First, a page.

By Joe Guzzardi
March 14, 2012
Daniela Paleaz and her sister Dayana symbolize the great divide between what citizens expect from their government and what elected officials do instead.
The Paleaz sisters are Colombian illegal immigrants who, until recently, were in deportation proceedings. Their parents overstayed their tourist visas 15 years ago. But Daniela is also a DREAMing North Miami High School student scheduled to graduate this spring. While you may not recognize Paleaz by name, you’ve read her story dozens of times.
According to mainstream media reports, all DREAMers are brilliant and aspire to attend impossible-to-get-into universities where they’ll study subjects reserved for geniuses only. The specifics of Daniela’s case are that she has a 6.7 GPA, wants to attend Yale to major in molecular biology. As for Daniela’s GPA, her inflated grades are so preposterous as to have no validity. And there’s nothing unique about a good high school student who wants to attend an Ivy League university.
Daniela’s story has an interesting sub-plot. Along with her sister and her lawyer, last week Daniela flew to Washington, D.C. where she was welcomed by Senate Majority Leader Harry Reid, Florida Senators Bill Nelson and Marco Rubio as well as U.S. Representatives Frederica Wilson, David Rivera and Ileana Ros-Lehtinen. Pause here to grasp the improbability and inappropriateness of two teenaged aliens meeting face to face with six Congressional members to bemoan the unfairness of their impending deportation even though it is in accordance with federal law.
The sisters didn’t worry long. Thanks to the Obama administration’s prosecutorial discretion policy that allows Homeland Security rather than the rule of law to determine who stays in the country, ICE gave the sisters a two year reprieve. Representative Wilson jubilantly proclaimed: “This is what Congress is all about. This is what this nation is all about.”
I view the Paleaz case quite differently from Wilson. First, Paleaz and her family have already benefited enormously from their illegal presence without, as far as I can tell from multiple accounts, expressing any gratitude. The sisters enjoyed taxpayer funded K-12 education that probably included English as a second language and special reading classes during their primary schooling. Her family may have received some federal subsidies; most alien households do.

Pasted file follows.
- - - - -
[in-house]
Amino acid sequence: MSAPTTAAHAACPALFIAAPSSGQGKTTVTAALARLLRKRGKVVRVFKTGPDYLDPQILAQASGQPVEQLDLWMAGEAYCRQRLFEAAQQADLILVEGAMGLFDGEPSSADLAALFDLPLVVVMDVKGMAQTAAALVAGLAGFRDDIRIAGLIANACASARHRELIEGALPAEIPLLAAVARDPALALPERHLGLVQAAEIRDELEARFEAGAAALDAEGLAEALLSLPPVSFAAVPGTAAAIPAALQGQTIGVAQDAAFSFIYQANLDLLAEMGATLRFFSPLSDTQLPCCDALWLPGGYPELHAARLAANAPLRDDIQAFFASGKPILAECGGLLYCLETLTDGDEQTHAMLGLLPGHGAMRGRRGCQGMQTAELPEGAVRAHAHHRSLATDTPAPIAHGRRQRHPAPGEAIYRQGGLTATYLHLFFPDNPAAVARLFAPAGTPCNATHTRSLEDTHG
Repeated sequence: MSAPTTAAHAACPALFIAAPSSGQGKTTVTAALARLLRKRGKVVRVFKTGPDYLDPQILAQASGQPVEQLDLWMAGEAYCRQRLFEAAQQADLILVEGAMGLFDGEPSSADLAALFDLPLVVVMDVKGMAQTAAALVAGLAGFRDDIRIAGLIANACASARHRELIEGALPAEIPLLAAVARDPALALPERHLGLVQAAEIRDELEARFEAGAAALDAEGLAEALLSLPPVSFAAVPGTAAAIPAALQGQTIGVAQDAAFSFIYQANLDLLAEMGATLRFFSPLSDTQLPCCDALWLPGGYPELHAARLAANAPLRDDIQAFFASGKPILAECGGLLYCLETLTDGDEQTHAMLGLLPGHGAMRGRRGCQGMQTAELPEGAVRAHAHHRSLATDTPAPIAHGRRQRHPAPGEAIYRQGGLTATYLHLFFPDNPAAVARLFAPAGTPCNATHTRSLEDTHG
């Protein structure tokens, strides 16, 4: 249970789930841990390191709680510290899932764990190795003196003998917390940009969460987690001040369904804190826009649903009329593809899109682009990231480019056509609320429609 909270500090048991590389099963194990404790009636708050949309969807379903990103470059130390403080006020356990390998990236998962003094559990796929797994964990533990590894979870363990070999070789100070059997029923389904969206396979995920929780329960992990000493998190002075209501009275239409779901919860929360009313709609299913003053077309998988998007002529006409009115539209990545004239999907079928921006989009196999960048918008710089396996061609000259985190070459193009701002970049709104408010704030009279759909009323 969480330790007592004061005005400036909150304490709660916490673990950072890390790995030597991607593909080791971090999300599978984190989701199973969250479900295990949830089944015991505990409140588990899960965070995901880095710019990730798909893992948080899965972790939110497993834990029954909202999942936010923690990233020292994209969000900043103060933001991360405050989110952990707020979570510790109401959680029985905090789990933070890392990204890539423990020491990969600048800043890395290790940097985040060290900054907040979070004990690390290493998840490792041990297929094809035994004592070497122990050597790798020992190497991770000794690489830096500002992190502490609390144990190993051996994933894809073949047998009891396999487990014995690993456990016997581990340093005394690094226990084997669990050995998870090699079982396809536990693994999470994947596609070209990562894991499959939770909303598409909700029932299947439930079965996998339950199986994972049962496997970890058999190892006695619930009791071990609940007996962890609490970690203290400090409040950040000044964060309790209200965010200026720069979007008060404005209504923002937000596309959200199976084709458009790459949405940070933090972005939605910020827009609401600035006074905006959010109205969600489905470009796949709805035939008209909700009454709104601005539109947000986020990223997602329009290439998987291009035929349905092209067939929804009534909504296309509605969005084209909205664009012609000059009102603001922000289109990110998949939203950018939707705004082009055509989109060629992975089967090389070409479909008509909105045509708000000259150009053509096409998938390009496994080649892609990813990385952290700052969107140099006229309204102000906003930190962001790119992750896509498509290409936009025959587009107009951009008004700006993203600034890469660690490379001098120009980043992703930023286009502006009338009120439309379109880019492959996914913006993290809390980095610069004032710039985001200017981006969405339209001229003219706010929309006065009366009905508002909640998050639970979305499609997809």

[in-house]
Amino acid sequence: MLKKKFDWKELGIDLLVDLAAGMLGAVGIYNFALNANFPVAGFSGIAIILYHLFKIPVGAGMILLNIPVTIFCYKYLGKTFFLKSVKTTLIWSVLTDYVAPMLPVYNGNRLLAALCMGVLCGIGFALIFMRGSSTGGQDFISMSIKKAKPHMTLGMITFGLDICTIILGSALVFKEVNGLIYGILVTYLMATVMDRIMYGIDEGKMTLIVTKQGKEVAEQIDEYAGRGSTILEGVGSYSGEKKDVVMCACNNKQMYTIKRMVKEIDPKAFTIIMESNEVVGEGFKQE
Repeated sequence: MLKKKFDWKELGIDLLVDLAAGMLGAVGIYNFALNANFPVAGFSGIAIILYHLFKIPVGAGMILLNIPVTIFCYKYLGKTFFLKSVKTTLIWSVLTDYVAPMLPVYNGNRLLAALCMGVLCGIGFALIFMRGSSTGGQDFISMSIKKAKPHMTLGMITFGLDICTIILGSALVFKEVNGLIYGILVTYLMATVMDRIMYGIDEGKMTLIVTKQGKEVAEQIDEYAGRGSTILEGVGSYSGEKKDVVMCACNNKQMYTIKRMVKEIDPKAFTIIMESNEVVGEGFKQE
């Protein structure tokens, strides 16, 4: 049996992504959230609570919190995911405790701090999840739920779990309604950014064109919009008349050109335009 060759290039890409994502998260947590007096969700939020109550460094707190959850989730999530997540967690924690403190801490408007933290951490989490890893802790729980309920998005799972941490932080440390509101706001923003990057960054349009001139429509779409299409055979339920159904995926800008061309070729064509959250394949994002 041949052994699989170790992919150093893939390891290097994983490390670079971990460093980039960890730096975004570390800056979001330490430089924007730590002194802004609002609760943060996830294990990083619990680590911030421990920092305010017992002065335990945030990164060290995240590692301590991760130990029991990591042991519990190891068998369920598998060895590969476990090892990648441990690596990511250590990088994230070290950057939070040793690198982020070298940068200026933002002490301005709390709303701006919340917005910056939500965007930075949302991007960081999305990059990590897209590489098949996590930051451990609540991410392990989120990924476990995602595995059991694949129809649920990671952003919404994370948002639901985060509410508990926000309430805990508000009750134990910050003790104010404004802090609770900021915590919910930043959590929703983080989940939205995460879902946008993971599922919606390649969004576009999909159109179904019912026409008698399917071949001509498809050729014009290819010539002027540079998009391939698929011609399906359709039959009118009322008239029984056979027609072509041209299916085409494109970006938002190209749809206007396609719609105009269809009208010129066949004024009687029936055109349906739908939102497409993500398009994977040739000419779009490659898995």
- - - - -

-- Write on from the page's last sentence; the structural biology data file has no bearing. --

Then there’s the question of why, with a fixed number of incoming freshman seats available annually, one of them should go to an alien, even in the unlikely event that she is a genius. Yale accepts only one in 10 of its applicants. Among those rejected or put on the waiting list, many would have qualifications equal to Paleaz’s.
If you’re worried that to deny Paleaz a place in the U.S. university system means that Americans will lose out on a budding molecular biologist, think again. The National University of Colombia, a 150-year-old widely respected institution, teaches molecular biology. I checked. Let Peleaz study in her native country and then, as millions of others do, get in line to legally come to the United States.
Finally and most troubling, even though the DREAM Act has been soundly defeated for more than ten years, the whining never ends. Whether Republicans or Democrats control Congress, Americans’ objections to the DREAM Act are so resounding that its advocates can’t muscle it through.
Nevertheless, Rep. Rivera plans to introduce the STARS Act (Studying Toward Adjusted Residency) which he proudly claims the Pelaez sisters helped him draft.
In an election year, STARS has no chance of getting to the House floor for a full vote. To introduce a much needed reality dose to the endlessly complaining DREAMers and to quiet the noise they make, I offer this simple, legal solution: deport a few.
Joe Guzzardi is a Californians for Population Stabilization Senior Writing Fellow. His editorials have been syndicated since 1986. Contact him at [email protected]